8 Ways to Avoid Enabling Your Teen
“Enabling” is when well-meaning parents allow, or even encourage, behavior in their children that is inappropriate, irresponsible, destructive or dangerous. While it is normal to want to protect your children and to prevent their suffering, sometimes parents can go overboard, rescuing them from their problems or uncomfortable situations, rather than allowing them to feel the consequences of their negative behavior. Parents, especially of teenagers, need to empower their child so that they can learn to make the right choices. Taking over your teen’s responsibilities, performing their tasks, lying for them, ignoring their bad behavior, or covering up for a teen are examples of ways that parents allow negative behavior to continue. Parents must understand that allowing their teen to experience the cost of their own actions is not cruel. It is, in fact, one of the best ways they can prepare their child for a successful adulthood.
If you’re not sure if you’re enabling your child, here are some examples of enabling behavior:
- Doing your teen’s homework or project for them.
- Lying to their teacher to get them a second chance or avoid a punishment.
- Making up an excuse for their absence at school.
- Giving your teen more money when they spend all of their allowance so they can still go out with their friends.
- Giving in to your teen’s whining or bad attitude.
Here’s what you need to pay attention to in order to avoid enabling your teen:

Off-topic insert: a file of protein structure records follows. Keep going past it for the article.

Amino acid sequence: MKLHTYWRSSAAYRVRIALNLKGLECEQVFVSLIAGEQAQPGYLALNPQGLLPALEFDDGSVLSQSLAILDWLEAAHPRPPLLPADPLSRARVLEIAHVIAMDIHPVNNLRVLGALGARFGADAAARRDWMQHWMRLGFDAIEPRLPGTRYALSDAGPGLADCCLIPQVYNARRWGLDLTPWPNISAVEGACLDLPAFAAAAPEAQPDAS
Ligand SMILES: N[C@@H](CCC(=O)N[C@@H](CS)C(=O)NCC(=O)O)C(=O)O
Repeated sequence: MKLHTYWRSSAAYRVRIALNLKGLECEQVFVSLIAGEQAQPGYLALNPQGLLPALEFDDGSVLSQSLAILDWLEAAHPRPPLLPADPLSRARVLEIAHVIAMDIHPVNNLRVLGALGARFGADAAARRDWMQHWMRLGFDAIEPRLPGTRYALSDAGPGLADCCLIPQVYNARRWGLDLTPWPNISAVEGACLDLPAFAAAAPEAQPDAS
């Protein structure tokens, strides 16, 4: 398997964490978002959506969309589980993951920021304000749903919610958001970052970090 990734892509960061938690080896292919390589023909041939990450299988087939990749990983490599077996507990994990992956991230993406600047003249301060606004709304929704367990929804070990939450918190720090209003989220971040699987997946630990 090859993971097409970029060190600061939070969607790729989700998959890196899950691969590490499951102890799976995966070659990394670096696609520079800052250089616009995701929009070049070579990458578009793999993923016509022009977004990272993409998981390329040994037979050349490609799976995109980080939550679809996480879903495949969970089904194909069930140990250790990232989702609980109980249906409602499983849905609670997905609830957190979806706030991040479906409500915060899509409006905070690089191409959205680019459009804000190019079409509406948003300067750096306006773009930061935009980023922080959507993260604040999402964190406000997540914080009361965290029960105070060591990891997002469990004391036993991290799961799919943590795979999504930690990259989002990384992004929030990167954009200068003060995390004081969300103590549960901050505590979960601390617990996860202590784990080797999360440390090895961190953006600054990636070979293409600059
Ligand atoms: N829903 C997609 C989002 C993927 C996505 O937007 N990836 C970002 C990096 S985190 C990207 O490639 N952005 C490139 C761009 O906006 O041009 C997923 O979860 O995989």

- Refuse to tell lies for your teen for any reason. As a parent, you should model honesty for your teen. Do not make up excuses or cover up for your teen.
- Stop fixing your teen’s problems. You can listen to your teen talk about their problems and help them brainstorm solutions that they can implement, but you cannot step in and fix it. They must learn this skill or they will become a reliant, weak adult.
- Don’t bail your teen out. Sometimes the best thing you can do for your child is let things get worse. If you clean up their messes, they will never learn from their mistakes.
- Set clear limits and boundaries with your teen. You should have house rules that are understood by everyone in the family.
- Establish consequences in advance for breaking any of the house rules, and consistently follow through in administering the punishment.
- Take a time-out when deciding how to “help” your teen in any difficult situation. Discuss it with your spouse, or think it over for a night, so that you can carefully consider all the pros and cons, and possible results, of assisting your child.
- Encourage your teenager. Tell them you know they have all the wisdom, skills, talents and abilities to overcome their challenges.
- Do not take responsibility for issues or problems that belong to your teen and not you. Do not feel guilty that they made the mistake, nor feel guilty that you are not fixing their problem.
Enabling always develops out of love and concern. Unfortunately, it doesn’t help your teen improve their behavior. Many times, it also subtly communicates to your teen that you don’t think they are capable enough to handle difficult situations. But, allowing your child to experience the negative consequences of their own actions does not lessen your love for your teen. It teaches them. You need to encourage your child by telling them that you believe in his or her ability to initiate changes, make positive decisions, and take control of their lives.
One of the ways you can help both your teen and yourself is to choose to reflect on your teen’s strengths and positive qualities. Take a step back and look at your teen through the eyes of a stranger. This will help you regain perspective. Additionally, take time for yourself. Parenting a teen can be exhausting or overwhelming. Be sure to find ways to recharge so that you can be a better parent and role model for your teen. And, if you need help with stopping your enabling behavior, participate in a parent support group.